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Chapter 6 [III.]—The Third Petition. How Heaven and Earth are Understood in the Lord’s Prayer.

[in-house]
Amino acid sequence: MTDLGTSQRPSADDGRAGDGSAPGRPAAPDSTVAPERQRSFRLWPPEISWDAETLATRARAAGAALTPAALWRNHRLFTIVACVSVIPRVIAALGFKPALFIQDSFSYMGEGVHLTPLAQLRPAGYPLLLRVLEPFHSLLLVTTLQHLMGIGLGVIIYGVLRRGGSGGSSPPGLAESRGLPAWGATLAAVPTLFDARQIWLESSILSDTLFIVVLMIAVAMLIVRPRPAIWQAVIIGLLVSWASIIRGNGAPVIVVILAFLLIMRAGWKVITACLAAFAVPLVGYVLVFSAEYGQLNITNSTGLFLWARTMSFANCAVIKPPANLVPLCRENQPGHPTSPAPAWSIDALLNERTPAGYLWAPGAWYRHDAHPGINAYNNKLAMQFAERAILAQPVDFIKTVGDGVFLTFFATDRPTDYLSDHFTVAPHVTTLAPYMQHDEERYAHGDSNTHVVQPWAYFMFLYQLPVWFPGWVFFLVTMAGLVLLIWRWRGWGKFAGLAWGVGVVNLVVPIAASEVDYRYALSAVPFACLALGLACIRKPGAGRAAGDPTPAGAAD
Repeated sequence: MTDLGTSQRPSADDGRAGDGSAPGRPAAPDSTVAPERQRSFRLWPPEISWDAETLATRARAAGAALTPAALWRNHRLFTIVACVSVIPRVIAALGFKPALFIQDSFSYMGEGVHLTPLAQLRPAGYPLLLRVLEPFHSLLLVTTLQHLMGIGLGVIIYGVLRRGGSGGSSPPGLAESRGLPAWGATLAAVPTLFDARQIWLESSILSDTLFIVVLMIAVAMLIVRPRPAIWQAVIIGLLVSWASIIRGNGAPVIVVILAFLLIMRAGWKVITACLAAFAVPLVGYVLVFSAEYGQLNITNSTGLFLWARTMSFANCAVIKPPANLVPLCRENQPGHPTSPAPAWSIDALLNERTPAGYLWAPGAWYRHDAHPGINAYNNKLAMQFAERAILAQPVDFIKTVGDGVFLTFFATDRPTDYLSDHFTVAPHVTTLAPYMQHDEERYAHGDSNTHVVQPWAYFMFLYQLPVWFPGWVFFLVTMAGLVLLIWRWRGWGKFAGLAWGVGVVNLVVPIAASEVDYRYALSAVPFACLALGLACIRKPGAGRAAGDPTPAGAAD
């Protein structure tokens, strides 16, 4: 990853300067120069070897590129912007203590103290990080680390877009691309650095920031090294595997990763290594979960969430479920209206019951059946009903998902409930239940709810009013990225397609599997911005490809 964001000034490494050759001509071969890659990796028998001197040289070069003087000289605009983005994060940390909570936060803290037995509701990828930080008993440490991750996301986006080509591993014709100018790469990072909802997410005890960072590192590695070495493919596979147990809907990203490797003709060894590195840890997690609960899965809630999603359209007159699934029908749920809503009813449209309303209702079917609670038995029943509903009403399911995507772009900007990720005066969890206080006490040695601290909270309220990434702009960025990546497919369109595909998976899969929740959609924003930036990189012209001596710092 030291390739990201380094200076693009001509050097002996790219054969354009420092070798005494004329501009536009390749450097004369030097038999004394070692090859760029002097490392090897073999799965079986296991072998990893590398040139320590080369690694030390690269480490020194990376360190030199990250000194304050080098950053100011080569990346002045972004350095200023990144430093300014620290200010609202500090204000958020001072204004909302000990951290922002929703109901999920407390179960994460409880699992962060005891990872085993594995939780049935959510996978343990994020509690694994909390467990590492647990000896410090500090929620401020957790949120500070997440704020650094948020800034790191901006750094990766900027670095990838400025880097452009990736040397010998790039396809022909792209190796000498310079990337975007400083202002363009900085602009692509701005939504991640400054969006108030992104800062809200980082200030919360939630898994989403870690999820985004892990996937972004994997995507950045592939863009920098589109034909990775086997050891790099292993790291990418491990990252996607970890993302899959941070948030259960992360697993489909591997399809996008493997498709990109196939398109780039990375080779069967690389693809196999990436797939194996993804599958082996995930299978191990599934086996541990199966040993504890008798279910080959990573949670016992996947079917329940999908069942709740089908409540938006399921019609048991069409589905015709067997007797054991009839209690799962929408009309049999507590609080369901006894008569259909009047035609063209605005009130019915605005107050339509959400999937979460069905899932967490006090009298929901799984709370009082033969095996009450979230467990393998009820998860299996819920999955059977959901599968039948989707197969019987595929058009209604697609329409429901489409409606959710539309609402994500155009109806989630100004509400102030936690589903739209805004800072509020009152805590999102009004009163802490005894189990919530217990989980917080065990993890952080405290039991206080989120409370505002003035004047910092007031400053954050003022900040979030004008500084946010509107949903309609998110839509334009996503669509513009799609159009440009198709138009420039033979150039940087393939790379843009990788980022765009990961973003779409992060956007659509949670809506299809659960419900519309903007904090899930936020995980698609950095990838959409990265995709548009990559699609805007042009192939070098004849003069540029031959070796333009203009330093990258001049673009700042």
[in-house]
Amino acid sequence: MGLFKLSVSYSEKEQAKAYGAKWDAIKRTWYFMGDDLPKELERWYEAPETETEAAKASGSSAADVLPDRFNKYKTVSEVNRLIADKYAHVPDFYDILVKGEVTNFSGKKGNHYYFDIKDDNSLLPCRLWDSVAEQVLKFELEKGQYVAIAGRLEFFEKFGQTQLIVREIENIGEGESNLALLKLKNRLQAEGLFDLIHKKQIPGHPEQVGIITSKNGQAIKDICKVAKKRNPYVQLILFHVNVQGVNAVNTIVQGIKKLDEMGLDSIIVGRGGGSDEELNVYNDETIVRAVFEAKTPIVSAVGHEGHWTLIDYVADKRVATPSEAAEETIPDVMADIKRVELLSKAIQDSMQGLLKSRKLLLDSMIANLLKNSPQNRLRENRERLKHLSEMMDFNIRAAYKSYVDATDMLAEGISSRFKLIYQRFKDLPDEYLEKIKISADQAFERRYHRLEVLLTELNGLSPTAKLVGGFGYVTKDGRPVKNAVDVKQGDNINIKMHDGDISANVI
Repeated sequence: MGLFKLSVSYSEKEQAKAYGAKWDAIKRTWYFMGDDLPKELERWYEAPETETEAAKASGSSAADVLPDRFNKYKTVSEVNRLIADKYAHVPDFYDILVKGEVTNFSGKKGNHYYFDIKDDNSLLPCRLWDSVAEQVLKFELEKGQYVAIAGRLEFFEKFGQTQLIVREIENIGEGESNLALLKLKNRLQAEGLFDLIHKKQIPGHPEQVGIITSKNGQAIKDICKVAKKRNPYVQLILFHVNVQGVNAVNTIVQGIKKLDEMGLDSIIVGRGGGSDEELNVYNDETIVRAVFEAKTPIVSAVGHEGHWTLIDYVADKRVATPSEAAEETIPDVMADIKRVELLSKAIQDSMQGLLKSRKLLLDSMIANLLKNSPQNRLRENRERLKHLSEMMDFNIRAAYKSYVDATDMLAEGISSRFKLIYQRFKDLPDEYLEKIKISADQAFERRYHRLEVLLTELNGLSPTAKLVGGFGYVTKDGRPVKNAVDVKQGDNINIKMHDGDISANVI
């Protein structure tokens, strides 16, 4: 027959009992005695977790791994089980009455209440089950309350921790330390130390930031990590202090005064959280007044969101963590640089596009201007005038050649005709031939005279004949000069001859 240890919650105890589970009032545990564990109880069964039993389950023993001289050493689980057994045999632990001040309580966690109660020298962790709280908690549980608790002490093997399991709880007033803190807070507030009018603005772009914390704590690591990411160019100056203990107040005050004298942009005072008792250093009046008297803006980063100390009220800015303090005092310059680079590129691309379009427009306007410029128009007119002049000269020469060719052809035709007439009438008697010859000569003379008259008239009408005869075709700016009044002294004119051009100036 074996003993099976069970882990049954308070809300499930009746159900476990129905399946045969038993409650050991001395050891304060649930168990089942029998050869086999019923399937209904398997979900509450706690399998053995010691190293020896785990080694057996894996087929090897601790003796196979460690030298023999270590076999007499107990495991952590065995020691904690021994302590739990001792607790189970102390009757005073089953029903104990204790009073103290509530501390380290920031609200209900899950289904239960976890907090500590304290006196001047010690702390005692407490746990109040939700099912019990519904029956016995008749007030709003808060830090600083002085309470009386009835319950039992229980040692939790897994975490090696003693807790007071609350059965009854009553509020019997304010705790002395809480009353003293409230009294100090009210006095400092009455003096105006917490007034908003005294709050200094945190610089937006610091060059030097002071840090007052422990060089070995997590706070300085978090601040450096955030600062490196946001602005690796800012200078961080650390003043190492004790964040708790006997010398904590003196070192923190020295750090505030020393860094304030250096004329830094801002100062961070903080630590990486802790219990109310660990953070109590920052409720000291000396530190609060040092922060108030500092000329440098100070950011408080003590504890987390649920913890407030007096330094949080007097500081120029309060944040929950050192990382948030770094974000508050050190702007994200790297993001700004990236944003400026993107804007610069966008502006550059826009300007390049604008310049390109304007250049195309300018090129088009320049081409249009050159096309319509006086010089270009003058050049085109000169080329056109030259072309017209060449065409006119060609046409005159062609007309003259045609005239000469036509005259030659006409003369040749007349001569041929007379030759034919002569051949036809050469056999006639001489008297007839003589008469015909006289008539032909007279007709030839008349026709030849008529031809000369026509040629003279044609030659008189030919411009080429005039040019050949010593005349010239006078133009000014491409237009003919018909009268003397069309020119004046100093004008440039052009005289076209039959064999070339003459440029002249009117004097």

The third petition is, “Thy will be done in heaven and in earth;” or, as it is read in many codices, and is more frequently made use of by petitioners, “As in heaven, so also in earth,” which many people understand, “As the holy angels, so also may we do thy will.” That teacher and martyr will have heaven and earth, however, to be understood as spirit and flesh, and says that we pray that we may do the will of God with the full concord of both. He saw in these words also another meaning, congruous to the soundest faith, of which meaning I have already spoken above,—to wit, that for unbelievers, who are as yet earth, bearing in their first birth only the earthly man, believers are understood to pray, who, being clothed with the heavenly man, are not unreasonably called by the name of heaven; where he plainly shows that the beginning of faith also is God’s gift, since the holy Church prays not only for believers, that faith may be increased or may continue in them, but, moreover, for unbelievers, that they may begin to have what they have not had at all, and against which, besides, they were indulging hostile feelings. Now, however, I am arguing not concerning the beginning of faith, of which I have already spoken much in the former book, but of that perseverance which must be had even to the end,—which assuredly even the saints, who do the will of God, seek when they say in prayer, “Thy will be done.” For, since it is already done in them, why do they still ask that it may be done, except that they may persevere in that which they have begun to be? Nevertheless, it may here be said that the saints do not ask that the will of God may be done in heaven, but that it may be done in earth as in heaven,—that is to say, that earth may imitate heaven, that is, that man may imitate the angel, or that an unbeliever may imitate a believer; and thus that the saints are asking that that may be which is not yet, not that that which is may continue. For, by whatever holiness men may be distinguished, they are not yet equal to the angels of God; not yet, therefore, is the will of God done in them as it is in heaven. And if this be so, in that portion indeed in which we ask that men from unbelievers may become believers, it is not perseverance, but beginning, that seems to be asked for; but in that in which we ask that men may be made equal to the angels of God in doing God’s will,—where the saints pray for this, they are found to be praying for perseverance; since no one attains to that highest blessedness which is in the kingdom, unless he shall persevere unto the end in that holiness which he has received on earth.

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